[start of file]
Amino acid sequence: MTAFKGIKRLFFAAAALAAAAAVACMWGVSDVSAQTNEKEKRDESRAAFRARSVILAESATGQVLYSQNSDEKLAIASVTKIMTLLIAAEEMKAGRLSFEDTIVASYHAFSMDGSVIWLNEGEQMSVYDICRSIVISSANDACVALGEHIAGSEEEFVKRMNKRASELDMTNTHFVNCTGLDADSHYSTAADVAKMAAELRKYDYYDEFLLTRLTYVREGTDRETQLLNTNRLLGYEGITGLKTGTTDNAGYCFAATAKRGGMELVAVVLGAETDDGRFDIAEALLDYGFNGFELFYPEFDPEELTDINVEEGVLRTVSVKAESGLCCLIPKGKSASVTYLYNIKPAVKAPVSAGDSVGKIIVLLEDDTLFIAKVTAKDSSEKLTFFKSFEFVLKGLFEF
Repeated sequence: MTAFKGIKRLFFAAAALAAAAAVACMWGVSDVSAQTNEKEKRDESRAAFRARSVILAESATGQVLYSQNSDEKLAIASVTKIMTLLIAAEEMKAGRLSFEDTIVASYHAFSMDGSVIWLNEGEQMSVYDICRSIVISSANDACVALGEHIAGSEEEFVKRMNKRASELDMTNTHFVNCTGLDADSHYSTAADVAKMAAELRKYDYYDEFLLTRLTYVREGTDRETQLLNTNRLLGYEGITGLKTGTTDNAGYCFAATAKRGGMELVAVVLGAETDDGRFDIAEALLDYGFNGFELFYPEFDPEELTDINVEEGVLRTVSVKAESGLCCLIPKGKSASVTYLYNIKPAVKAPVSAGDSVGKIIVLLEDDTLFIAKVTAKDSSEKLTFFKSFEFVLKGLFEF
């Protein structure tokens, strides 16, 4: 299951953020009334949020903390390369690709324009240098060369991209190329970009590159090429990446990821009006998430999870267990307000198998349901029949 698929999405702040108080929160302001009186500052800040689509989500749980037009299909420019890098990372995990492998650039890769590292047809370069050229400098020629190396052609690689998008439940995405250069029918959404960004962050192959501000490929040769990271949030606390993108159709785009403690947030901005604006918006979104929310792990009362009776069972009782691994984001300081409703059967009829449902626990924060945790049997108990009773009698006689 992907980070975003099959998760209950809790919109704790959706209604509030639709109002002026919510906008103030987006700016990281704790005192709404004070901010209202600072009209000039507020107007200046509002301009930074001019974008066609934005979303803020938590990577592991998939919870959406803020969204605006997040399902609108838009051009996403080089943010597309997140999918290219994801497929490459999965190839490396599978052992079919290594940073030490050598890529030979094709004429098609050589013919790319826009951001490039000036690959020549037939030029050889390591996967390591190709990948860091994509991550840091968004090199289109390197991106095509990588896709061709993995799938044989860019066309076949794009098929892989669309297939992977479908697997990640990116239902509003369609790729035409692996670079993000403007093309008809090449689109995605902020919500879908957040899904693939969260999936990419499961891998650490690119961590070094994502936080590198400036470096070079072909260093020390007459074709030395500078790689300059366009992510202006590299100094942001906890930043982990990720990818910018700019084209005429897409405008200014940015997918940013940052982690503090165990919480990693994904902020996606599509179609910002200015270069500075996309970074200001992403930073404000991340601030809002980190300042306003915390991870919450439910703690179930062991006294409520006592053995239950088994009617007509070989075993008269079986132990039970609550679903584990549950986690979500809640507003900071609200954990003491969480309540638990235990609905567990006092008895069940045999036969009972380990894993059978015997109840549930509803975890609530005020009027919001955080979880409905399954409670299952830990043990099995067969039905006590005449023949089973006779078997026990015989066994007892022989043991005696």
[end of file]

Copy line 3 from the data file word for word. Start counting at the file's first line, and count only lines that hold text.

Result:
């Protein structure tokens, strides 16, 4: 299951953020009334949020903390390369690709324009240098060369991209190329970009590159090429990446990821009006998430999870267990307000198998349901029949 698929999405702040108080929160302001009186500052800040689509989500749980037009299909420019890098990372995990492998650039890769590292047809370069050229400098020629190396052609690689998008439940995405250069029918959404960004962050192959501000490929040769990271949030606390993108159709785009403690947030901005604006918006979104929310792990009362009776069972009782691994984001300081409703059967009829449902626990924060945790049997108990009773009698006689 992907980070975003099959998760209950809790919109704790959706209604509030639709109002002026919510906008103030987006700016990281704790005192709404004070901010209202600072009209000039507020107007200046509002301009930074001019974008066609934005979303803020938590990577592991998939919870959406803020969204605006997040399902609108838009051009996403080089943010597309997140999918290219994801497929490459999965190839490396599978052992079919290594940073030490050598890529030979094709004429098609050589013919790319826009951001490039000036690959020549037939030029050889390591996967390591190709990948860091994509991550840091968004090199289109390197991106095509990588896709061709993995799938044989860019066309076949794009098929892989669309297939992977479908697997990640990116239902509003369609790729035409692996670079993000403007093309008809090449689109995605902020919500879908957040899904693939969260999936990419499961891998650490690119961590070094994502936080590198400036470096070079072909260093020390007459074709030395500078790689300059366009992510202006590299100094942001906890930043982990990720990818910018700019084209005429897409405008200014940015997918940013940052982690503090165990919480990693994904902020996606599509179609910002200015270069500075996309970074200001992403930073404000991340601030809002980190300042306003915390991870919450439910703690179930062991006294409520006592053995239950088994009617007509070989075993008269079986132990039970609550679903584990549950986690979500809640507003900071609200954990003491969480309540638990235990609905567990006092008895069940045999036969009972380990894993059978015997109840549930509803975890609530005020009027919001955080979880409905399954409670299952830990043990099995067969039905006590005449023949089973006779078997026990015989066994007892022989043991005696």